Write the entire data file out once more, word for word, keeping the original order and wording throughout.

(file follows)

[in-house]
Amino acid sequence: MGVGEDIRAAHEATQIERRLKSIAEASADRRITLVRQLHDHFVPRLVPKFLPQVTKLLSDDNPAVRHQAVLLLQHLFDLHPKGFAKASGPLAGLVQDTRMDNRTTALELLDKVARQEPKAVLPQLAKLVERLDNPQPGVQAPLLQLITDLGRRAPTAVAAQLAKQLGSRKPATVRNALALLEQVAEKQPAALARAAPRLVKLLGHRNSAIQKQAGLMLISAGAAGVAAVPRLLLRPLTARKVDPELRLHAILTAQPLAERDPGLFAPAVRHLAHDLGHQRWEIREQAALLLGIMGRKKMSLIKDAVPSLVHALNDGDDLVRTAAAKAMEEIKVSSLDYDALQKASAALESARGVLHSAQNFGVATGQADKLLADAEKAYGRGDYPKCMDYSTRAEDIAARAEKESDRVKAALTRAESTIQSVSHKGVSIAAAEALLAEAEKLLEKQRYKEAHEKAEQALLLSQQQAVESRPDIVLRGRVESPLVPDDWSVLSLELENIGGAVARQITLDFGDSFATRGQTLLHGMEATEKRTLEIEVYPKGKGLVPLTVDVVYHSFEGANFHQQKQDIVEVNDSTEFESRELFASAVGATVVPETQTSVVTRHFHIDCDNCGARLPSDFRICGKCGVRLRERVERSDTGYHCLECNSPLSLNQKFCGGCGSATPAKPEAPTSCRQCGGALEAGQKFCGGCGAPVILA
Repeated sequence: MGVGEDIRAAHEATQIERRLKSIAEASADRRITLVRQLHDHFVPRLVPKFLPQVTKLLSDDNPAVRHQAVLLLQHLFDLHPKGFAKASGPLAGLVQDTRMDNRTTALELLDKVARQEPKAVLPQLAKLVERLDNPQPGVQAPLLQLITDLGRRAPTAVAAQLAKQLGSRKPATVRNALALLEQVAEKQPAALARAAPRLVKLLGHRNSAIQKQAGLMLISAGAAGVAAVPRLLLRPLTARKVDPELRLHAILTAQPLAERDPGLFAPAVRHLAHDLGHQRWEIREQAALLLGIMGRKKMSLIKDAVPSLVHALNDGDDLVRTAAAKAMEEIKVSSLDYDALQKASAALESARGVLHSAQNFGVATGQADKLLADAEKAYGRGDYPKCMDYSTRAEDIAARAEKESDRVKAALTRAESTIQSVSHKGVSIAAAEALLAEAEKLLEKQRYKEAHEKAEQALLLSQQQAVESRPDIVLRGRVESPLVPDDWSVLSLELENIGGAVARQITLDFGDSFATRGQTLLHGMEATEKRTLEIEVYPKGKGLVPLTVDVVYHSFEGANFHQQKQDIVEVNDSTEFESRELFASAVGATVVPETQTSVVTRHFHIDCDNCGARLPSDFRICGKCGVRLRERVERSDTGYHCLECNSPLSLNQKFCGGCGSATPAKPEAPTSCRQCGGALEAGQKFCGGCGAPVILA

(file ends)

[in-house]
Amino acid sequence: MGVGEDIRAAHEATQIERRLKSIAEASADRRITLVRQLHDHFVPRLVPKFLPQVTKLLSDDNPAVRHQAVLLLQHLFDLHPKGFAKASGPLAGLVQDTRMDNRTTALELLDKVARQEPKAVLPQLAKLVERLDNPQPGVQAPLLQLITDLGRRAPTAVAAQLAKQLGSRKPATVRNALALLEQVAEKQPAALARAAPRLVKLLGHRNSAIQKQAGLMLISAGAAGVAAVPRLLLRPLTARKVDPELRLHAILTAQPLAERDPGLFAPAVRHLAHDLGHQRWEIREQAALLLGIMGRKKMSLIKDAVPSLVHALNDGDDLVRTAAAKAMEEIKVSSLDYDALQKASAALESARGVLHSAQNFGVATGQADKLLADAEKAYGRGDYPKCMDYSTRAEDIAARAEKESDRVKAALTRAESTIQSVSHKGVSIAAAEALLAEAEKLLEKQRYKEAHEKAEQALLLSQQQAVESRPDIVLRGRVESPLVPDDWSVLSLELENIGGAVARQITLDFGDSFATRGQTLLHGMEATEKRTLEIEVYPKGKGLVPLTVDVVYHSFEGANFHQQKQDIVEVNDSTEFESRELFASAVGATVVPETQTSVVTRHFHIDCDNCGARLPSDFRICGKCGVRLRERVERSDTGYHCLECNSPLSLNQKFCGGCGSATPAKPEAPTSCRQCGGALEAGQKFCGGCGAPVILA
Repeated sequence: MGVGEDIRAAHEATQIERRLKSIAEASADRRITLVRQLHDHFVPRLVPKFLPQVTKLLSDDNPAVRHQAVLLLQHLFDLHPKGFAKASGPLAGLVQDTRMDNRTTALELLDKVARQEPKAVLPQLAKLVERLDNPQPGVQAPLLQLITDLGRRAPTAVAAQLAKQLGSRKPATVRNALALLEQVAEKQPAALARAAPRLVKLLGHRNSAIQKQAGLMLISAGAAGVAAVPRLLLRPLTARKVDPELRLHAILTAQPLAERDPGLFAPAVRHLAHDLGHQRWEIREQAALLLGIMGRKKMSLIKDAVPSLVHALNDGDDLVRTAAAKAMEEIKVSSLDYDALQKASAALESARGVLHSAQNFGVATGQADKLLADAEKAYGRGDYPKCMDYSTRAEDIAARAEKESDRVKAALTRAESTIQSVSHKGVSIAAAEALLAEAEKLLEKQRYKEAHEKAEQALLLSQQQAVESRPDIVLRGRVESPLVPDDWSVLSLELENIGGAVARQITLDFGDSFATRGQTLLHGMEATEKRTLEIEVYPKGKGLVPLTVDVVYHSFEGANFHQQKQDIVEVNDSTEFESRELFASAVGATVVPETQTSVVTRHFHIDCDNCGARLPSDFRICGKCGVRLRERVERSDTGYHCLECNSPLSLNQKFCGGCGSATPAKPEAPTSCRQCGGALEAGQKFCGGCGAPVILA